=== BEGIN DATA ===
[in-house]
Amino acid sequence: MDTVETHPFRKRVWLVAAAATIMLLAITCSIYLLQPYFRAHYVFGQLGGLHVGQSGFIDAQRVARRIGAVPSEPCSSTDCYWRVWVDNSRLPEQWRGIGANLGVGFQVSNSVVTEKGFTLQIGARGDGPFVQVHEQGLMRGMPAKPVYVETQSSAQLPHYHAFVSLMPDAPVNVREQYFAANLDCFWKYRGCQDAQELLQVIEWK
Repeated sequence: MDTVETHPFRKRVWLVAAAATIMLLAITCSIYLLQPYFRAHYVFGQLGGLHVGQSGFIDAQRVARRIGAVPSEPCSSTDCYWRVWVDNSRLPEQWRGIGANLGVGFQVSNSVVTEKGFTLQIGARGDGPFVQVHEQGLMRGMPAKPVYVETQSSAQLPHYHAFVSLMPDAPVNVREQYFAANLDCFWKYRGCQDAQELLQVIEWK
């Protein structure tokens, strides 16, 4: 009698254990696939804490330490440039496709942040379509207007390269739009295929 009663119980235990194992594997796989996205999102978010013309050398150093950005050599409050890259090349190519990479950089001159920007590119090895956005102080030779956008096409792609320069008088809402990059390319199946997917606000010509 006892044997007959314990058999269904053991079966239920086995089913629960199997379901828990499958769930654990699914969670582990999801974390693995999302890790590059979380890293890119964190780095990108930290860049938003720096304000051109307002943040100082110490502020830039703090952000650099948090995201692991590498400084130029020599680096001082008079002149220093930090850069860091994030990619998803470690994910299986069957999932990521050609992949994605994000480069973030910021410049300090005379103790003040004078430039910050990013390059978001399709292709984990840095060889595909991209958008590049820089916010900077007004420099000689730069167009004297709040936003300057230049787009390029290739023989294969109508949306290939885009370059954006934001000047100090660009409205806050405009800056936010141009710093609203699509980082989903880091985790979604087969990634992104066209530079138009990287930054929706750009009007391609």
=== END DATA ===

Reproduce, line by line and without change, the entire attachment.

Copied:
[in-house]
Amino acid sequence: MDTVETHPFRKRVWLVAAAATIMLLAITCSIYLLQPYFRAHYVFGQLGGLHVGQSGFIDAQRVARRIGAVPSEPCSSTDCYWRVWVDNSRLPEQWRGIGANLGVGFQVSNSVVTEKGFTLQIGARGDGPFVQVHEQGLMRGMPAKPVYVETQSSAQLPHYHAFVSLMPDAPVNVREQYFAANLDCFWKYRGCQDAQELLQVIEWK
Repeated sequence: MDTVETHPFRKRVWLVAAAATIMLLAITCSIYLLQPYFRAHYVFGQLGGLHVGQSGFIDAQRVARRIGAVPSEPCSSTDCYWRVWVDNSRLPEQWRGIGANLGVGFQVSNSVVTEKGFTLQIGARGDGPFVQVHEQGLMRGMPAKPVYVETQSSAQLPHYHAFVSLMPDAPVNVREQYFAANLDCFWKYRGCQDAQELLQVIEWK
């Protein structure tokens, strides 16, 4: 009698254990696939804490330490440039496709942040379509207007390269739009295929 009663119980235990194992594997796989996205999102978010013309050398150093950005050599409050890259090349190519990479950089001159920007590119090895956005102080030779956008096409792609320069008088809402990059390319199946997917606000010509 006892044997007959314990058999269904053991079966239920086995089913629960199997379901828990499958769930654990699914969670582990999801974390693995999302890790590059979380890293890119964190780095990108930290860049938003720096304000051109307002943040100082110490502020830039703090952000650099948090995201692991590498400084130029020599680096001082008079002149220093930090850069860091994030990619998803470690994910299986069957999932990521050609992949994605994000480069973030910021410049300090005379103790003040004078430039910050990013390059978001399709292709984990840095060889595909991209958008590049820089916010900077007004420099000689730069167009004297709040936003300057230049787009390029290739023989294969109508949306290939885009370059954006934001000047100090660009409205806050405009800056936010141009710093609203699509980082989903880091985790979604087969990634992104066209530079138009990287930054929706750009009007391609």